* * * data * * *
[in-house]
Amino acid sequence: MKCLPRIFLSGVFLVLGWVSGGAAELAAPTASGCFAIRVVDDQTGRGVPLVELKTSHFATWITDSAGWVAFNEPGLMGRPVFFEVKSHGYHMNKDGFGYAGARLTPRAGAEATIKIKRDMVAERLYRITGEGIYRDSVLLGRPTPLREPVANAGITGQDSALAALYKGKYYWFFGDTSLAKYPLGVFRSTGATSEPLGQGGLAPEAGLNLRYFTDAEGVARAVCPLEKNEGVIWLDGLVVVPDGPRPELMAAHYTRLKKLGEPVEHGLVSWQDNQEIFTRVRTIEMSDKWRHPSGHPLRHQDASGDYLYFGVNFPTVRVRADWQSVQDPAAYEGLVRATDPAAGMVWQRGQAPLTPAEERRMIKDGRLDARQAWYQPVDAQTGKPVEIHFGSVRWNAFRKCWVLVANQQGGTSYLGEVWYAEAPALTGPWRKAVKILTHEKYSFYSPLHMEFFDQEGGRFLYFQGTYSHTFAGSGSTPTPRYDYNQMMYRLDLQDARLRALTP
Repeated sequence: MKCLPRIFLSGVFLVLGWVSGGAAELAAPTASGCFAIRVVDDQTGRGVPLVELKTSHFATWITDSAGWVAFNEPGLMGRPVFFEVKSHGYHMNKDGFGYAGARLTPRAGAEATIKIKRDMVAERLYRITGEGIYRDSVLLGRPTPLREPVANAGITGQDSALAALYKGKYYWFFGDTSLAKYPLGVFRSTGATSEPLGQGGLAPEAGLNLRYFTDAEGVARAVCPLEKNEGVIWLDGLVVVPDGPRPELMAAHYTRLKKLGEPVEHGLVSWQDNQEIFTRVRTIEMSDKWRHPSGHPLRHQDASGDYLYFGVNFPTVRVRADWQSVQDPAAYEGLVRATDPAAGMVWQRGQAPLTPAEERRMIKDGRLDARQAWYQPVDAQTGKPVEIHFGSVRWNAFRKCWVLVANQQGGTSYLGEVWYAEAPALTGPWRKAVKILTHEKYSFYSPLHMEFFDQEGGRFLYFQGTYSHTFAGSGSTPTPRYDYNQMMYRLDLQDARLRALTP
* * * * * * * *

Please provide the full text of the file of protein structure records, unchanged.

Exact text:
[in-house]
Amino acid sequence: MKCLPRIFLSGVFLVLGWVSGGAAELAAPTASGCFAIRVVDDQTGRGVPLVELKTSHFATWITDSAGWVAFNEPGLMGRPVFFEVKSHGYHMNKDGFGYAGARLTPRAGAEATIKIKRDMVAERLYRITGEGIYRDSVLLGRPTPLREPVANAGITGQDSALAALYKGKYYWFFGDTSLAKYPLGVFRSTGATSEPLGQGGLAPEAGLNLRYFTDAEGVARAVCPLEKNEGVIWLDGLVVVPDGPRPELMAAHYTRLKKLGEPVEHGLVSWQDNQEIFTRVRTIEMSDKWRHPSGHPLRHQDASGDYLYFGVNFPTVRVRADWQSVQDPAAYEGLVRATDPAAGMVWQRGQAPLTPAEERRMIKDGRLDARQAWYQPVDAQTGKPVEIHFGSVRWNAFRKCWVLVANQQGGTSYLGEVWYAEAPALTGPWRKAVKILTHEKYSFYSPLHMEFFDQEGGRFLYFQGTYSHTFAGSGSTPTPRYDYNQMMYRLDLQDARLRALTP
Repeated sequence: MKCLPRIFLSGVFLVLGWVSGGAAELAAPTASGCFAIRVVDDQTGRGVPLVELKTSHFATWITDSAGWVAFNEPGLMGRPVFFEVKSHGYHMNKDGFGYAGARLTPRAGAEATIKIKRDMVAERLYRITGEGIYRDSVLLGRPTPLREPVANAGITGQDSALAALYKGKYYWFFGDTSLAKYPLGVFRSTGATSEPLGQGGLAPEAGLNLRYFTDAEGVARAVCPLEKNEGVIWLDGLVVVPDGPRPELMAAHYTRLKKLGEPVEHGLVSWQDNQEIFTRVRTIEMSDKWRHPSGHPLRHQDASGDYLYFGVNFPTVRVRADWQSVQDPAAYEGLVRATDPAAGMVWQRGQAPLTPAEERRMIKDGRLDARQAWYQPVDAQTGKPVEIHFGSVRWNAFRKCWVLVANQQGGTSYLGEVWYAEAPALTGPWRKAVKILTHEKYSFYSPLHMEFFDQEGGRFLYFQGTYSHTFAGSGSTPTPRYDYNQMMYRLDLQDARLRALTP